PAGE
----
TOKYO (MNI) – Japanese and South Korean finance ministers may
discuss what has become a thorny diplomatic issue of whether to extend
the existing yen-won currency swap agreement if they meet in Tokyo next
week, a senior Japanese official said on Thursday.

The official, who declined to be named, told reporters that “it is
possible” that the two ministers will compare notes on global and
bilateral issues during the annual meetings of the International
Monetary Fund and the World Bank that Japan is hosting from Oct. 9 to
Oct. 14 .

The finance ministers and central bank governors from China and
South Korea are expected to attend the IMF/WB meetings in Tokyo despite
their territorial rows with Japan over small islands that have flared up
again this year, according to Japan’s Ministry of Finance.

Earlier this week, Japanese Finance Minister Koriki Jojima told
reporters that the government will consider carefully whether Tokyo
should extend its currency swap accord with Seoul amid a long-standing
bilateral territorial dispute.

Last year, Tokyo and Seoul increased the currency swap agreement to
$70 billion from $13 billion to ensure South Korea had ample dollar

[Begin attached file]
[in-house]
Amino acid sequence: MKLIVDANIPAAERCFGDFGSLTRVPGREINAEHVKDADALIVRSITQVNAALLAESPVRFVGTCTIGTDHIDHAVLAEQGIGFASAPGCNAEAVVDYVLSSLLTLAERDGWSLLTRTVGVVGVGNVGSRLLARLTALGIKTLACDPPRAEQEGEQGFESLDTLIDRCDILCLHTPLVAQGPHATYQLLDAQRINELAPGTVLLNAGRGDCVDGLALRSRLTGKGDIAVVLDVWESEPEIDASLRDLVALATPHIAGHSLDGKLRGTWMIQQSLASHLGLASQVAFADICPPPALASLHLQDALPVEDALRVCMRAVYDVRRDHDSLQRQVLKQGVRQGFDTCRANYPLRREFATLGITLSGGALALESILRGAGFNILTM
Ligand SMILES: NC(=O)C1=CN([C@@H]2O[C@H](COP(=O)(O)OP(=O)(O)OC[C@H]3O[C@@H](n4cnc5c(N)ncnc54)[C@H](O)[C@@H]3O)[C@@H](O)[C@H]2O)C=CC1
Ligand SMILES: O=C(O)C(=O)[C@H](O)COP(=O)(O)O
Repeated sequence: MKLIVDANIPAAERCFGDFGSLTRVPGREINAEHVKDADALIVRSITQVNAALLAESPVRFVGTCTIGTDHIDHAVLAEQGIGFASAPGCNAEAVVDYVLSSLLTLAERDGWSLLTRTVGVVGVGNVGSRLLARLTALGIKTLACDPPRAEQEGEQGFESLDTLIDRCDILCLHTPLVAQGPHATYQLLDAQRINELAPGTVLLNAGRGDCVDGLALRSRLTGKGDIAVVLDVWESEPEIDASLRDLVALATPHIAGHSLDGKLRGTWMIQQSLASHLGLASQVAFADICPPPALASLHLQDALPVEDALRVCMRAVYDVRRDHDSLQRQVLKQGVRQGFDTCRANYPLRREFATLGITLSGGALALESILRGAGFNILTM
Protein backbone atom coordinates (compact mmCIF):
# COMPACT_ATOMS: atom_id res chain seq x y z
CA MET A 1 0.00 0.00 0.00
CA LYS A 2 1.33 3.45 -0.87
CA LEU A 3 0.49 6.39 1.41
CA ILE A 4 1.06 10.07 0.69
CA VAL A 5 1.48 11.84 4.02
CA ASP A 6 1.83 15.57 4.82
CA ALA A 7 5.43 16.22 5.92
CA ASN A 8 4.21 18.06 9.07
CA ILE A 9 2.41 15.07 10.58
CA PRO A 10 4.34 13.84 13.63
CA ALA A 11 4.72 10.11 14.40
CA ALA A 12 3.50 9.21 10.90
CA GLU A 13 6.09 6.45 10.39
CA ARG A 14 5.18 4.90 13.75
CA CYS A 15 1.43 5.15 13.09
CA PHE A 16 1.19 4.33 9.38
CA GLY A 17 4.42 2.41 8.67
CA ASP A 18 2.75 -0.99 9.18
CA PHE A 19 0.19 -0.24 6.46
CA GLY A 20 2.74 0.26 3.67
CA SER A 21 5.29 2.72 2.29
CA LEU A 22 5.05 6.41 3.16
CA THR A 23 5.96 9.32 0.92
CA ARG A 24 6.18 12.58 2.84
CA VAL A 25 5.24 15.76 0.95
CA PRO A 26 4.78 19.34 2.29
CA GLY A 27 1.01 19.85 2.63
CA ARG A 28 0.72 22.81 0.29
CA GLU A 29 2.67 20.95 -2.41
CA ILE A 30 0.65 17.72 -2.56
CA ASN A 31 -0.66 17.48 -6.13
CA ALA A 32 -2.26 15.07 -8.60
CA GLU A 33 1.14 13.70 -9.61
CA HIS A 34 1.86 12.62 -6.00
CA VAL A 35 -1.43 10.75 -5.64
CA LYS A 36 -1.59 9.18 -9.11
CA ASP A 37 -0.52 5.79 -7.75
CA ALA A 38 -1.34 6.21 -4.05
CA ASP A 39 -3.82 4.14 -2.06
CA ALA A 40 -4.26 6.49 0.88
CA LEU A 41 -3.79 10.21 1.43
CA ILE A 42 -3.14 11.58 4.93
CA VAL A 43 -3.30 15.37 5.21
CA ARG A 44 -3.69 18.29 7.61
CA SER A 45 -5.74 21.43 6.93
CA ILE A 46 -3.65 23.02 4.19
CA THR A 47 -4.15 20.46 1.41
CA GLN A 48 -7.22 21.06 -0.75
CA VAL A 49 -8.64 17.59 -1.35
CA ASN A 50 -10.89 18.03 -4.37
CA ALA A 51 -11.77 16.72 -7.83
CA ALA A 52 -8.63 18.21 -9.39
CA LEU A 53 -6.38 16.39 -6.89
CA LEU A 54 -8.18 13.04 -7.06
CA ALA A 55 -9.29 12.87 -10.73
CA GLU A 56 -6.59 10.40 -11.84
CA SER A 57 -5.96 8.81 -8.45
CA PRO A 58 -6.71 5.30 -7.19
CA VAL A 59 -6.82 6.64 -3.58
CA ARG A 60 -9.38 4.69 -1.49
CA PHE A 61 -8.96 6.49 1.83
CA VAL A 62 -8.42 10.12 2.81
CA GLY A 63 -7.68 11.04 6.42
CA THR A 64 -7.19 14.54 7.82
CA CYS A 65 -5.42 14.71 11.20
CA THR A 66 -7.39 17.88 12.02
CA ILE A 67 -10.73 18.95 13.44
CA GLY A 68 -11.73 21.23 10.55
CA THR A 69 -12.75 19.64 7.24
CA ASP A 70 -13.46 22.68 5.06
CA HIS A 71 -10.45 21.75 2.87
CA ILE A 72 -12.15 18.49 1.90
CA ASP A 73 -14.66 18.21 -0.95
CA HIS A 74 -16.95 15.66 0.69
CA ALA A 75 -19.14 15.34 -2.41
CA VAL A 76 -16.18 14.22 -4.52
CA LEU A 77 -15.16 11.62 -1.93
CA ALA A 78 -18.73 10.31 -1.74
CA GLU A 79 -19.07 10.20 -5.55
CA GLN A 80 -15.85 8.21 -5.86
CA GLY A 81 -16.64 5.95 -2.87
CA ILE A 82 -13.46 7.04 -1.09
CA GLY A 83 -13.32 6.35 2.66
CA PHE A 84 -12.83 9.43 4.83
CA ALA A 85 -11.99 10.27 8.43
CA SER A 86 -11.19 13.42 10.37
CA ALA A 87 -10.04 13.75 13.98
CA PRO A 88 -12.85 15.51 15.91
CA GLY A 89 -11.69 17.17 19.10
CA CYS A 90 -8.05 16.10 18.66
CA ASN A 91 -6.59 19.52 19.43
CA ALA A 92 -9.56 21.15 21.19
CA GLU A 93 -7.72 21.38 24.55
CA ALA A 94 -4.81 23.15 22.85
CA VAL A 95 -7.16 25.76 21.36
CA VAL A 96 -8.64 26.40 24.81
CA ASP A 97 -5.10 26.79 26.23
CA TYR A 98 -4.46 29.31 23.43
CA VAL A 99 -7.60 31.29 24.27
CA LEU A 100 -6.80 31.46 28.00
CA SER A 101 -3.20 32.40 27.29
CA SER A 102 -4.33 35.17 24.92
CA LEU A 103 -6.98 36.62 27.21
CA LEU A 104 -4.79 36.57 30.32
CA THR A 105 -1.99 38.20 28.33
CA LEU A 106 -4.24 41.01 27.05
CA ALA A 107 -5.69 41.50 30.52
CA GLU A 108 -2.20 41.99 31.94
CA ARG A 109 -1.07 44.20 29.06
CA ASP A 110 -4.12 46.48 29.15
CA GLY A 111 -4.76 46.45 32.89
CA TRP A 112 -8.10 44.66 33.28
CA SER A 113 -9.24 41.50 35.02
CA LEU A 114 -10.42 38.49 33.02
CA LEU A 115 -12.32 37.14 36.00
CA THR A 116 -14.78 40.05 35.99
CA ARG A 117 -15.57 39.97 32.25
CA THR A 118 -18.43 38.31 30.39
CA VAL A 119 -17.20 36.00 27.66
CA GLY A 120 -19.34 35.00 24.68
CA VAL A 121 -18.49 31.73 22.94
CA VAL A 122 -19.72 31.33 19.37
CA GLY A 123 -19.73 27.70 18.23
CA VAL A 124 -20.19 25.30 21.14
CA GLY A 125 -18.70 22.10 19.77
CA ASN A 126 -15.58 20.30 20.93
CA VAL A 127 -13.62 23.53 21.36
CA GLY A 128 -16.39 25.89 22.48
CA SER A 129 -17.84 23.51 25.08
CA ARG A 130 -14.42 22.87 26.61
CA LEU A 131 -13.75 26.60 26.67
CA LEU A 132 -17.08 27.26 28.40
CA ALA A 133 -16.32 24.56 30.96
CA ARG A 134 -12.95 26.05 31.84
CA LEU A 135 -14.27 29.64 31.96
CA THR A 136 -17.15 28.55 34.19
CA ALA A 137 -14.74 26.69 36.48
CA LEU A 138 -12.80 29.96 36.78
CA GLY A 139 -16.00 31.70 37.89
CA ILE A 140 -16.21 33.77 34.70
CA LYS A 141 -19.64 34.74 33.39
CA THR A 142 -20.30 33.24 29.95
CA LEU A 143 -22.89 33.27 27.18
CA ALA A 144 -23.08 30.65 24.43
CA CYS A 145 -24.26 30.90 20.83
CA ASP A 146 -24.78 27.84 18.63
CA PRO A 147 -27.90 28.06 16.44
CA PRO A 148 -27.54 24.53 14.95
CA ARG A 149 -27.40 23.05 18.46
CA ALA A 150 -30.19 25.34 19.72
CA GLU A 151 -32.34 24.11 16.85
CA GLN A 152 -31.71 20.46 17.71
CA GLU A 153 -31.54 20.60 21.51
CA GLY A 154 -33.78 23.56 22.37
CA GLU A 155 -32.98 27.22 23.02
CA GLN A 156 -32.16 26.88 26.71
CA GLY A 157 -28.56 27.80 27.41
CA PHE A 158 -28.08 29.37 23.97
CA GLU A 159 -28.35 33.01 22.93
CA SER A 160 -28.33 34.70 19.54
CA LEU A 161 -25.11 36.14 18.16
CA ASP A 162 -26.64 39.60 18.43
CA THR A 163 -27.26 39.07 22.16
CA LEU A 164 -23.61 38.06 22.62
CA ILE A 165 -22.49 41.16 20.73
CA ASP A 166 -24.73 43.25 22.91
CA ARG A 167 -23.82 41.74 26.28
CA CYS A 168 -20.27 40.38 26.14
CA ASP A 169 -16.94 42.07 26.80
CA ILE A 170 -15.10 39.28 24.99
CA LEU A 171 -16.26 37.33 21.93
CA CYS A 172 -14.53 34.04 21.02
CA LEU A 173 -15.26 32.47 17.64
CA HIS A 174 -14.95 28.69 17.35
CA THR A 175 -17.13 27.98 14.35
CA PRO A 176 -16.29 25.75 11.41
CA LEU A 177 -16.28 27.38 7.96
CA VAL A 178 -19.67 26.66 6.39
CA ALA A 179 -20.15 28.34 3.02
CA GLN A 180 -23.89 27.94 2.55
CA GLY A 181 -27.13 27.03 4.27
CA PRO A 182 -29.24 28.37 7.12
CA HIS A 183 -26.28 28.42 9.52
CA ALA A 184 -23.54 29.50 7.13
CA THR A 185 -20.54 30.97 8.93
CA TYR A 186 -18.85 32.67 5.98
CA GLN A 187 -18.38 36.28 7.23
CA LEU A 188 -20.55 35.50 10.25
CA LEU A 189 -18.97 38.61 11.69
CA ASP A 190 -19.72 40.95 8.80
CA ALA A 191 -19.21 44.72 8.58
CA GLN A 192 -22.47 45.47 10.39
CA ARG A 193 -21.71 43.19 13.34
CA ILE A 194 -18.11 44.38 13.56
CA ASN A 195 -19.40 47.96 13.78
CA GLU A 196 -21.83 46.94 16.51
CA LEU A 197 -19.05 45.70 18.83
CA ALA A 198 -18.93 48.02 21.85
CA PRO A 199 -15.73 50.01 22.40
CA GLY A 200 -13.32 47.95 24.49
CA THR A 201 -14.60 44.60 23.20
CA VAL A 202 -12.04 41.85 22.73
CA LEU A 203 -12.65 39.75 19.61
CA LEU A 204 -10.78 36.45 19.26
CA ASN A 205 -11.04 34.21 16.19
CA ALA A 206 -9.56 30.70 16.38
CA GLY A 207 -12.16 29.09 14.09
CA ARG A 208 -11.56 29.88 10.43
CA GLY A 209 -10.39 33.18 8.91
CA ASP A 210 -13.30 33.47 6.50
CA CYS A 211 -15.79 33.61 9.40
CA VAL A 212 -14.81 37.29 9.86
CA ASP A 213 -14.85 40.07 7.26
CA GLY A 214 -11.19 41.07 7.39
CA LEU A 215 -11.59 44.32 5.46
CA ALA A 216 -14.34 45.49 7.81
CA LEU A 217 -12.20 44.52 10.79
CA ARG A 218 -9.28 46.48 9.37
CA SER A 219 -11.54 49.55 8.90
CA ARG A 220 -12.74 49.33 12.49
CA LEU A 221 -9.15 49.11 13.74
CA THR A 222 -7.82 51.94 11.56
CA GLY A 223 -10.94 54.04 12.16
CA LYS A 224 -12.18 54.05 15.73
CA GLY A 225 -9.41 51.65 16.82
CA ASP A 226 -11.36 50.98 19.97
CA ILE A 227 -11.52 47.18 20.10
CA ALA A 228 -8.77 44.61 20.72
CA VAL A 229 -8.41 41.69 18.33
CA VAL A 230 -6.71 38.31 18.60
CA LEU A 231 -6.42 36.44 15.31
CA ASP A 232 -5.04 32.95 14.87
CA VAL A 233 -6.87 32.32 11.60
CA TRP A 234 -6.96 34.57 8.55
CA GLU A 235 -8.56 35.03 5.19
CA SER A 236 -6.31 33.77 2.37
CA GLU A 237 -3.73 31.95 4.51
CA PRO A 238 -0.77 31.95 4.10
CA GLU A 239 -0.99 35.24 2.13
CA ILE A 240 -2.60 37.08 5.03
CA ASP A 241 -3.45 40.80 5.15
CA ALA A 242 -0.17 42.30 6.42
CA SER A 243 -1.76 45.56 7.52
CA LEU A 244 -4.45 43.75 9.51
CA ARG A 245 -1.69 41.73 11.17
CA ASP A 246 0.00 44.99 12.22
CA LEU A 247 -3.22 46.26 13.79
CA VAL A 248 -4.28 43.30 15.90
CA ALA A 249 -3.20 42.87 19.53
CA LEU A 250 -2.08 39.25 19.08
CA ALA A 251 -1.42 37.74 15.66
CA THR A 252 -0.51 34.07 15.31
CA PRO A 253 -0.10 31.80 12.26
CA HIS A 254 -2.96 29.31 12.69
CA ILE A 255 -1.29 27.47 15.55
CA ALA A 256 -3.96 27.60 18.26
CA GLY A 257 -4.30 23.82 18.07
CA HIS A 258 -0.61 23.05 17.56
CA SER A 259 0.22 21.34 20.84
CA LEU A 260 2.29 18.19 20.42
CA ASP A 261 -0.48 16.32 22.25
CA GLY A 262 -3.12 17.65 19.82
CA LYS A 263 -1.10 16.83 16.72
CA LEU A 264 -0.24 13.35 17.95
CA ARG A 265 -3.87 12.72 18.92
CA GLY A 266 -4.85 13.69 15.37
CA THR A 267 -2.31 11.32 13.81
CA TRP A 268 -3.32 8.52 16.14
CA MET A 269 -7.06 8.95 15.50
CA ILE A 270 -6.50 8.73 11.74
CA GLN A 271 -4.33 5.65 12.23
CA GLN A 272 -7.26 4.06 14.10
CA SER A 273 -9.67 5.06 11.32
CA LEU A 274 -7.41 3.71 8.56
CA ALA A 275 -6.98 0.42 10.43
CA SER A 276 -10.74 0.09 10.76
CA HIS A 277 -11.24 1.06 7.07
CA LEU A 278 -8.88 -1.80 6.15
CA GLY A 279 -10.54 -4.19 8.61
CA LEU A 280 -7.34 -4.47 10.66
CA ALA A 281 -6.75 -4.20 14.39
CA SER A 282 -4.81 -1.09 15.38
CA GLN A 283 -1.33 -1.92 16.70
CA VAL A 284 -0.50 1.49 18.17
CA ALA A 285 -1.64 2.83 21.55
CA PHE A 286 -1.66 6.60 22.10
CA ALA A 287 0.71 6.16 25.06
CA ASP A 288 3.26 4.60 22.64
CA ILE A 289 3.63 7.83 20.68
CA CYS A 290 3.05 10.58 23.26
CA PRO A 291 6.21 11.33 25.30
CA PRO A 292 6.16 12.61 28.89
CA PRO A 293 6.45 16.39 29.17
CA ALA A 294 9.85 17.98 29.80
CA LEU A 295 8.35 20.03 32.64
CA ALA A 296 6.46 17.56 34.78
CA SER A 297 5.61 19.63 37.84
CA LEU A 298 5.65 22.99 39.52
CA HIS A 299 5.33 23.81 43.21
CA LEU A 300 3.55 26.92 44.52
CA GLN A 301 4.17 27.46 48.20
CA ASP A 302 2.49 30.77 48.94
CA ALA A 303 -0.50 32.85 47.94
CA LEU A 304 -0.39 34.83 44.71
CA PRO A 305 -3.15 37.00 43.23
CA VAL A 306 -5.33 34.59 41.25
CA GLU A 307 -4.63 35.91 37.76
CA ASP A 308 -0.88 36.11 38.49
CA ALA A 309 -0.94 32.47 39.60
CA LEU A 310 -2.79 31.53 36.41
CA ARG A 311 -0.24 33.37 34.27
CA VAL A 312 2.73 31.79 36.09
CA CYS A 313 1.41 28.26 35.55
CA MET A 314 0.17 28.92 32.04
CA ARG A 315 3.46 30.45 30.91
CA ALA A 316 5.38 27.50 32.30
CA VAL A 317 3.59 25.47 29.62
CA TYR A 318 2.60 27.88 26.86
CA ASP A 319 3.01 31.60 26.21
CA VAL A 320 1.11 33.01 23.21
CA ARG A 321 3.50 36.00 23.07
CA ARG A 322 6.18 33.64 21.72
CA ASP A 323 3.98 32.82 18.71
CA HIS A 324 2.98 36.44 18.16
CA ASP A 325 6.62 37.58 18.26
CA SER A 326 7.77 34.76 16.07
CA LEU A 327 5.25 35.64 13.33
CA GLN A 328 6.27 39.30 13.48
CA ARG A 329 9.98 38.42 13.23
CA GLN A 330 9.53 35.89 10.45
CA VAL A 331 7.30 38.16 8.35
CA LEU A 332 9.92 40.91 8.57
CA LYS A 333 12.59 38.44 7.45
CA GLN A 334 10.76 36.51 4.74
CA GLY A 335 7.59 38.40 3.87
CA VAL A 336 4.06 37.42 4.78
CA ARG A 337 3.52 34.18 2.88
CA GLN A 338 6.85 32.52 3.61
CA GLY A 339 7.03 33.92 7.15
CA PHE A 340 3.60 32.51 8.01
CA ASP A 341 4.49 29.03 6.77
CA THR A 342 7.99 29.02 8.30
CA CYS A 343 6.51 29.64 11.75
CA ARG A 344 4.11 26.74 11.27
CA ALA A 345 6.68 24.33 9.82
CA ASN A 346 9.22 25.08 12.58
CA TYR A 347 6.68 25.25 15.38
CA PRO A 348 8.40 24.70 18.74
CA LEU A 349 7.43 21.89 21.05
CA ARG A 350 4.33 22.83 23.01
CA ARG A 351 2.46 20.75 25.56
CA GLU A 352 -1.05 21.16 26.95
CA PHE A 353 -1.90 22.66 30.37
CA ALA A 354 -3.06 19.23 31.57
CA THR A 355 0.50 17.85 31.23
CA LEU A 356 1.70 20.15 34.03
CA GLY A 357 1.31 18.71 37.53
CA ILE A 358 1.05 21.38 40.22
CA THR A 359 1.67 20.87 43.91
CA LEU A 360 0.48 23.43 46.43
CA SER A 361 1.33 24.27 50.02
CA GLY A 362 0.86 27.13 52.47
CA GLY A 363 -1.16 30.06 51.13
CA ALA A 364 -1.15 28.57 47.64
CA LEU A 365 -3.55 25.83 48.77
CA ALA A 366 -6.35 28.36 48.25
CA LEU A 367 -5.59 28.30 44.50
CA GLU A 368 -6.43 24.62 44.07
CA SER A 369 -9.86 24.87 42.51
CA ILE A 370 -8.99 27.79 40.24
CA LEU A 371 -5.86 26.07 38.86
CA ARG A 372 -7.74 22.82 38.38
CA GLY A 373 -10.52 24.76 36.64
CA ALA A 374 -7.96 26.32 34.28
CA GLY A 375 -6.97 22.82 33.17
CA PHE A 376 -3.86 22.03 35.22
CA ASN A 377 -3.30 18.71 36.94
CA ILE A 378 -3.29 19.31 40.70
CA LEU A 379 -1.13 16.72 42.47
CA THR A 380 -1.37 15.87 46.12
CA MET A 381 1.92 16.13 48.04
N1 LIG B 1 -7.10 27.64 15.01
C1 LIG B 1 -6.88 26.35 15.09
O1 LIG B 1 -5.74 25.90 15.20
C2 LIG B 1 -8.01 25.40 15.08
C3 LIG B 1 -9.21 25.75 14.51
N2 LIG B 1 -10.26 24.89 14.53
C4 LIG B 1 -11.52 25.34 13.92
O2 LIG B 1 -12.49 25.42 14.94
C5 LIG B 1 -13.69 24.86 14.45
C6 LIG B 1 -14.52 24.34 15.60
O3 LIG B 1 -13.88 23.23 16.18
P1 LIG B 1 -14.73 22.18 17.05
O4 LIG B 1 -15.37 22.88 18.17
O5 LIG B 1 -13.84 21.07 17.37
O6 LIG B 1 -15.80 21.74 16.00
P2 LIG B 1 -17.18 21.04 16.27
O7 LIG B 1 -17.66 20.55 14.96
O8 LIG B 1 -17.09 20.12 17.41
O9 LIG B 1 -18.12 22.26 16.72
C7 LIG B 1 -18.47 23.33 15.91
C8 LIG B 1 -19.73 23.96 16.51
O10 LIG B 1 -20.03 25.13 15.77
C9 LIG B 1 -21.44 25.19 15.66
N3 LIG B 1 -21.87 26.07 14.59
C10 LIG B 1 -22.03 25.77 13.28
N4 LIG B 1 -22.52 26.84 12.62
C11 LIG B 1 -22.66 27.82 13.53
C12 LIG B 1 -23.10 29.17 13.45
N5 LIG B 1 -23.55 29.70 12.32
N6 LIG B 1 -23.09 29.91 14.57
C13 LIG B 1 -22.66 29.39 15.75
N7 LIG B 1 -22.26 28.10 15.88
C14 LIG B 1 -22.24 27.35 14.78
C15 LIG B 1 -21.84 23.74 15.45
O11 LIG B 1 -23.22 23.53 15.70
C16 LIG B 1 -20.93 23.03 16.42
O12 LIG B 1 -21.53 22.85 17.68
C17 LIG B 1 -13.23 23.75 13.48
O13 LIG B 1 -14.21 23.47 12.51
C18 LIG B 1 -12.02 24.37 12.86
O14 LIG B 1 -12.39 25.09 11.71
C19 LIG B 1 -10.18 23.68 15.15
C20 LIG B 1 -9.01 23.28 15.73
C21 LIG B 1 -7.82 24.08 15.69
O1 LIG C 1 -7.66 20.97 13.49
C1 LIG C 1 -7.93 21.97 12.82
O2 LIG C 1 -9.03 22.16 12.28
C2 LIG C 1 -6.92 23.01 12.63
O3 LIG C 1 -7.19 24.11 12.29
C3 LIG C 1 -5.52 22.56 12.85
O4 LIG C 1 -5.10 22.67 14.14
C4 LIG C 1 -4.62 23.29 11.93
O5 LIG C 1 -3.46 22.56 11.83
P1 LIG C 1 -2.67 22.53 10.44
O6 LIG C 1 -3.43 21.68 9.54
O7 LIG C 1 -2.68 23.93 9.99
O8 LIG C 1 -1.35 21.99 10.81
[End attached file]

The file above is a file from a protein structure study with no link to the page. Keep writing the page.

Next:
funds amid global financial market turmoil caused by the European debt
and political crisis.

The temporary increase is effective until the end of October.

The yen-won swap agreement, which is designed for a non-crisis
situation, took effect in May 2005, with a view to stabilizing regional
financial markets through supplying short-term liquidity.

Tokyo has protested a visit in August by South Korean President Lee
Myung-bak to Takeshima — or Dokdo in Korean — a group of islets
between the two countries controlled by South Korea but claimed by

Japanese Prime Minister Yoshihiko Noda has also urged Lee to
apologize for his controversial remarks about Emperor Akihito.

Lee said the emperor would not be welcome in South Korea without a
direct acknowledgment of guilt for Japan’s colonial rule of the Korean
Peninsula from 1910 to 1945. Akihito acceded to the throne in 1989.

Meanwhile, anti-Japanese protests became violent in some Chinese
cities last month over Tokyo’s nationalization of the Senkaku Islands
also claimed by Beijing, with mobs looting Japanese-owned retail stores
and wrecking factories.
**MNI Tokyo Newsroom: 81-3-5403-4833 **

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